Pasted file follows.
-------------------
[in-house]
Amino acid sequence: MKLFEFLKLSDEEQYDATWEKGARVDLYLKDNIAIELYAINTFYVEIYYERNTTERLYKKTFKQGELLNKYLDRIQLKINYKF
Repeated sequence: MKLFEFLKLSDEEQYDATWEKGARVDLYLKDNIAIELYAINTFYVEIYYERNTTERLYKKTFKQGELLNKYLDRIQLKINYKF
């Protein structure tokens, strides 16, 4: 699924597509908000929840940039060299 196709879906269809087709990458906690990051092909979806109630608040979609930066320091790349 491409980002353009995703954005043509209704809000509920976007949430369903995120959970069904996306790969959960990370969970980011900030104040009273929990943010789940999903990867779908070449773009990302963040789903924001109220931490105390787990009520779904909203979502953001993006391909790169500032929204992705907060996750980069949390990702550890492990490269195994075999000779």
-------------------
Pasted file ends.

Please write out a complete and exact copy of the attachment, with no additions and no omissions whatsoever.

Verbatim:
[in-house]
Amino acid sequence: MKLFEFLKLSDEEQYDATWEKGARVDLYLKDNIAIELYAINTFYVEIYYERNTTERLYKKTFKQGELLNKYLDRIQLKINYKF
Repeated sequence: MKLFEFLKLSDEEQYDATWEKGARVDLYLKDNIAIELYAINTFYVEIYYERNTTERLYKKTFKQGELLNKYLDRIQLKINYKF
């Protein structure tokens, strides 16, 4: 699924597509908000929840940039060299 196709879906269809087709990458906690990051092909979806109630608040979609930066320091790349 491409980002353009995703954005043509209704809000509920976007949430369903995120959970069904996306790969959960990370969970980011900030104040009273929990943010789940999903990867779908070449773009990302963040789903924001109220931490105390787990009520779904909203979502953001993006391909790169500032929204992705907060996750980069949390990702550890492990490269195994075999000779």